E-commerce is now standard for brands and consumers. Shopping online is a natural part of the consumer journey. The coronavirus pandemic not only hindered the high street with forced closures, it also accelerated the already-growing e-commerce market.
Mobile is a massive part of the growth in e-commerce (known as m-commerce) because mobile devices are often the primary device when making a purchase, even when in-store users check online prices and assess their options. This year, m-commerce will account for more than half of retail e-commerce sales for the first time, according to eMarketer.
With the continued growth of e-commerce/m-commerce, the high street will likely never be the same again following COVID-19.
Companies such as Amazon have enormously benefitted from this growth. Amazon continues to be the major player, dominating the UK market. Further developments from the likes of Google show how media is becoming more set up for commerce.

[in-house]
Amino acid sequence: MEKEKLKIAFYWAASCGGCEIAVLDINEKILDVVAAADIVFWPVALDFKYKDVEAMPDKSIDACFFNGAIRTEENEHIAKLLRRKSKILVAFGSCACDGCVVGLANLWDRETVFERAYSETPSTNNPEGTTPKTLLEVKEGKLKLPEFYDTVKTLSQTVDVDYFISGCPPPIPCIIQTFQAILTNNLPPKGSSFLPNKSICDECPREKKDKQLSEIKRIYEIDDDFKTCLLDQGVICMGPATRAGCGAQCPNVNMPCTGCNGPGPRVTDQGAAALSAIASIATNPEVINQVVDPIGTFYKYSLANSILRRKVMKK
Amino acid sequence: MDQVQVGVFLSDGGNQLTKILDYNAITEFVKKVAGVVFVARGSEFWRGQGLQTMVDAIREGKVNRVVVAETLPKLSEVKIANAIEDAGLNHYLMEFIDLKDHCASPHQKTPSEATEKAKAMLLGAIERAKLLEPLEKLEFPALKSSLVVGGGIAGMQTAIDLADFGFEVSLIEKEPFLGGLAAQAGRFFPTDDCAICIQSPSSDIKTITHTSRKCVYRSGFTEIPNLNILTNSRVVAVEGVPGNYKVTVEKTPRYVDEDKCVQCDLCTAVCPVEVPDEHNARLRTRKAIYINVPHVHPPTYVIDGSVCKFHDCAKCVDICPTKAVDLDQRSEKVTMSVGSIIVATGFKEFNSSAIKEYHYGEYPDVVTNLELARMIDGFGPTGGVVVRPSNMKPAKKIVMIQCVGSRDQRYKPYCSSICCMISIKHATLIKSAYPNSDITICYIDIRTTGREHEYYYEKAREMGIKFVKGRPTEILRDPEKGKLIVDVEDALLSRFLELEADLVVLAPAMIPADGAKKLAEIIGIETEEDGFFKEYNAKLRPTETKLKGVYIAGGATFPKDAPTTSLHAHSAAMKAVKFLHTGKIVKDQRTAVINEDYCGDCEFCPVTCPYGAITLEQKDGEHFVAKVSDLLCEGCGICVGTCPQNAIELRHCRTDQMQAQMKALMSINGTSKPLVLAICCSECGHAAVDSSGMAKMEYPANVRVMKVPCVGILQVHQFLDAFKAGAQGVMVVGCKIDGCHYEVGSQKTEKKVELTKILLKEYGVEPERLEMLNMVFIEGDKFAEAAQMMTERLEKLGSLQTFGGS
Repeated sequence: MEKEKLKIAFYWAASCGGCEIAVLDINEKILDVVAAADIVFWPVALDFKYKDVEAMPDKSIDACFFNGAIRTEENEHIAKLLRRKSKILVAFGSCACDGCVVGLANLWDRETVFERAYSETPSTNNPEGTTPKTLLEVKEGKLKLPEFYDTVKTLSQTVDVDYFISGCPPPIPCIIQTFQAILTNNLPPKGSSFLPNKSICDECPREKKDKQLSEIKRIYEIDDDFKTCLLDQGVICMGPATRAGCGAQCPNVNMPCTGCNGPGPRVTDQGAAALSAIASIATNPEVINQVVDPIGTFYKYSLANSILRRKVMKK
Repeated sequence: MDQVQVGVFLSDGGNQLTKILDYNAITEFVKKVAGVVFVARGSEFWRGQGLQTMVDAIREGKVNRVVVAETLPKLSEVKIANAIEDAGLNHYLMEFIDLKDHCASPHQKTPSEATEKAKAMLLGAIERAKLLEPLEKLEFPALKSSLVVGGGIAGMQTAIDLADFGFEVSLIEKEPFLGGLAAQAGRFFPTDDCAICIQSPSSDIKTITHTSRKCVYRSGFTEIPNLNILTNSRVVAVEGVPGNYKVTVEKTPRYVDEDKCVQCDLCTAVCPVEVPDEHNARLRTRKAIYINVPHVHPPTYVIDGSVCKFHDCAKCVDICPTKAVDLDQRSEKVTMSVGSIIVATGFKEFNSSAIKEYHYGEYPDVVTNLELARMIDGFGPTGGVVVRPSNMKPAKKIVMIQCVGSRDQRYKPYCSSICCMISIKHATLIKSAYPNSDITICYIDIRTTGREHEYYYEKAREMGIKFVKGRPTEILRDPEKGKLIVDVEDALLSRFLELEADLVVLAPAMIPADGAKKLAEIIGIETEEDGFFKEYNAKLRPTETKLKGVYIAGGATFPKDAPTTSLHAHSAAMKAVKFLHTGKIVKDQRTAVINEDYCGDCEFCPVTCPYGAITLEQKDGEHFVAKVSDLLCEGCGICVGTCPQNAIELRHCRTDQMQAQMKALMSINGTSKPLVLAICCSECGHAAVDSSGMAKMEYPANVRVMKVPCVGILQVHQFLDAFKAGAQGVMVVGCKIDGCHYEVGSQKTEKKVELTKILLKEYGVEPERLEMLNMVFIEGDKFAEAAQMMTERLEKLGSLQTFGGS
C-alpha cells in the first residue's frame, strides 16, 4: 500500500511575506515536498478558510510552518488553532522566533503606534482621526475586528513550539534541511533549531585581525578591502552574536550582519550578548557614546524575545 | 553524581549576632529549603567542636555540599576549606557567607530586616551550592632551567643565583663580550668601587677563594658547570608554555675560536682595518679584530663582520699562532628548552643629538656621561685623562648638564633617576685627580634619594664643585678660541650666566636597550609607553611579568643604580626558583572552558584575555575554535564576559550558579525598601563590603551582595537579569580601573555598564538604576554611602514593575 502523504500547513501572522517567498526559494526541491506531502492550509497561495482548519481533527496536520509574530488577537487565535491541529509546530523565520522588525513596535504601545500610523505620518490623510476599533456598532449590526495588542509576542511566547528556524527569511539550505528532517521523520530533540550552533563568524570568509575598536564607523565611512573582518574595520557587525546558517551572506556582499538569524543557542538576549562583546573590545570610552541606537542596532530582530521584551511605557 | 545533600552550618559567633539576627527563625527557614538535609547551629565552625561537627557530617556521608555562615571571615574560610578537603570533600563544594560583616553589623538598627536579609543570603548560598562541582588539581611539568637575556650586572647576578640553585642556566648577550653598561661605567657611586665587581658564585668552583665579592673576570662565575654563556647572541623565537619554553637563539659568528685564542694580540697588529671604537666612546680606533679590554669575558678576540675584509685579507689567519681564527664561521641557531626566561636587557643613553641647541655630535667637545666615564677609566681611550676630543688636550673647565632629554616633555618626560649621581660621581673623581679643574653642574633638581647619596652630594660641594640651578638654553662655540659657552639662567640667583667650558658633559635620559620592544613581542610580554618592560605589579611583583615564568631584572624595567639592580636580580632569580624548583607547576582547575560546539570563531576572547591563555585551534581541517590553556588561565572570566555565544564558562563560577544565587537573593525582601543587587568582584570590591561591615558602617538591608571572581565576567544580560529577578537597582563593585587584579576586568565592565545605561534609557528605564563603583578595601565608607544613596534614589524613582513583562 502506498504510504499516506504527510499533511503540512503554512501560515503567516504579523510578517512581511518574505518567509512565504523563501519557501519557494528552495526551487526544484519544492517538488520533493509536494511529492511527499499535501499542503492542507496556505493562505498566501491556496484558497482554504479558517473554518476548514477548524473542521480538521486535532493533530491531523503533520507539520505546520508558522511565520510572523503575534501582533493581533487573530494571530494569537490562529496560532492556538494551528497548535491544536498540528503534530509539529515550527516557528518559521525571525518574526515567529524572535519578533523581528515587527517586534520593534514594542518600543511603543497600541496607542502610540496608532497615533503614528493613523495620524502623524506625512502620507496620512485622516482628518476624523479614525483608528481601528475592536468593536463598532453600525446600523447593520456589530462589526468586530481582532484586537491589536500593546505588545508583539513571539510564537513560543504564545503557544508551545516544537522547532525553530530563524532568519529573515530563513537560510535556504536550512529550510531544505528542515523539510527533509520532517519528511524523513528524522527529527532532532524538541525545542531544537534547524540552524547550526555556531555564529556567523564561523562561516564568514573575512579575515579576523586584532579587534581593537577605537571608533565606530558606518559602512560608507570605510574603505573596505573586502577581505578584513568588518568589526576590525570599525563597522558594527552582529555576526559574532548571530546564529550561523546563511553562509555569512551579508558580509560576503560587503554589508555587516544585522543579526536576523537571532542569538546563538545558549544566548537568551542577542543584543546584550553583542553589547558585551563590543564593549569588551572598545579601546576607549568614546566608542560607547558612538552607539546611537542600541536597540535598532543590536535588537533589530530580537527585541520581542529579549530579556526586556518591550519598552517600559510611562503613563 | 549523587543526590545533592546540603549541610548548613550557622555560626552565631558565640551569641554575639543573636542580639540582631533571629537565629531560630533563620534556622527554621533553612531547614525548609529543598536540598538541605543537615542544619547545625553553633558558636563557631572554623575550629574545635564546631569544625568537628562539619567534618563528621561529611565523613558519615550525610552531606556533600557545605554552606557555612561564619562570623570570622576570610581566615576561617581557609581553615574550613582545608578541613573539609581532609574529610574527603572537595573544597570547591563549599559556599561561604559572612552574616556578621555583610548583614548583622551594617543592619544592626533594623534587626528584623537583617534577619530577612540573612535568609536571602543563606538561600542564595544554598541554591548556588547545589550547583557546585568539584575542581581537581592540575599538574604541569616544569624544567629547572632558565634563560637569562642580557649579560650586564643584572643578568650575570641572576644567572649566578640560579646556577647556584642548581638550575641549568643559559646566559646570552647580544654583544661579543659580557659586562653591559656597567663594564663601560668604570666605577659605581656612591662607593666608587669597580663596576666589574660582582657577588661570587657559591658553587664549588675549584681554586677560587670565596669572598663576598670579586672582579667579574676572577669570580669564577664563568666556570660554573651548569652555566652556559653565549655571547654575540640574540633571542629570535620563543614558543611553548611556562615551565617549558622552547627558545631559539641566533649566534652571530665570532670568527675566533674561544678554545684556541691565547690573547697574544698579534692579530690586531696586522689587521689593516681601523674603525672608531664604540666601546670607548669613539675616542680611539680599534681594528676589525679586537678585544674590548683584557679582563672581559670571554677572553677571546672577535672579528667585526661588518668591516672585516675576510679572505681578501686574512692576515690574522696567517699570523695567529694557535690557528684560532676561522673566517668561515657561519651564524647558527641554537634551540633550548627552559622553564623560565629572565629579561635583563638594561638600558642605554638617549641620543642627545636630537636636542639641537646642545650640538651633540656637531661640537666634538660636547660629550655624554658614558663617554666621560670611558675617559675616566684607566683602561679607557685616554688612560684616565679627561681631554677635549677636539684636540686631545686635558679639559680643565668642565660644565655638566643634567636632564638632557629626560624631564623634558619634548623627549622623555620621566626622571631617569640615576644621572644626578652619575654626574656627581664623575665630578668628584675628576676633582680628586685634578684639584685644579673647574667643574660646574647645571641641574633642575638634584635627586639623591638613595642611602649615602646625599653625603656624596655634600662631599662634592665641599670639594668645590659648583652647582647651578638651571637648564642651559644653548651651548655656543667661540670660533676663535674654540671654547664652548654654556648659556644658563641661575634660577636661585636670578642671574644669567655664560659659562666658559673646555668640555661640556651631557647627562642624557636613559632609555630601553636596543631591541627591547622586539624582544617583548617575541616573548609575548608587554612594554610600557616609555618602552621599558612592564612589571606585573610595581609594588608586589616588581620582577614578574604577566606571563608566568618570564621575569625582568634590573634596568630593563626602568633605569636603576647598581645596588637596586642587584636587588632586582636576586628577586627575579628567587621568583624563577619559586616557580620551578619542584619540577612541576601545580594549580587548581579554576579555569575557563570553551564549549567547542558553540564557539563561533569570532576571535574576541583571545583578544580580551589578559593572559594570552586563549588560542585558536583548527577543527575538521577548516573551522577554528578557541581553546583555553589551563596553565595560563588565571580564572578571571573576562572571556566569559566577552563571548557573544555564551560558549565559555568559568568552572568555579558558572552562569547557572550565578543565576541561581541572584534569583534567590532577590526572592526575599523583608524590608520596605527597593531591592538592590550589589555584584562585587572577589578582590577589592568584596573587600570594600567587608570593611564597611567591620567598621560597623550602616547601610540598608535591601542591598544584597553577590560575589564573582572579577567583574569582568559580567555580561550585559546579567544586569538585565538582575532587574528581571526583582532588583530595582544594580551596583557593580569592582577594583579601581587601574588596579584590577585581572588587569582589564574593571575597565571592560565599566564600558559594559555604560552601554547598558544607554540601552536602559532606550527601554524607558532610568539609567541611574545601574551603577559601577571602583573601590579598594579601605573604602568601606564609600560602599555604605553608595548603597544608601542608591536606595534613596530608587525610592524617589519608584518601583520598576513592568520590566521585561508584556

YouTube is now looking to convert its videos into a shoppable catalogue, recently asking creators to use YouTube software to tag and track products featured in their content. The data will then be linked to analytics and shopping tools from Google, its parent company. This move will allow users to buy directly from YouTube content, meaning the platform has the potential to transform from advertising titan to direct competition for Amazon and Alibaba.
Although video commerce has been around for some time, the scale of YouTube is potentially the kick the industry needs for it to take off with impact.
With the huge growth and speedy developments in e-commerce across the globe, it is massively important that brands have a strategy for e-commerce even if products and services aren’t delivered online, as this reflects this particular consumer behaviour is here to stay. The key consideration for advertiser brands is how they can ensure they are thinking e-commerce first, however that may be packaged.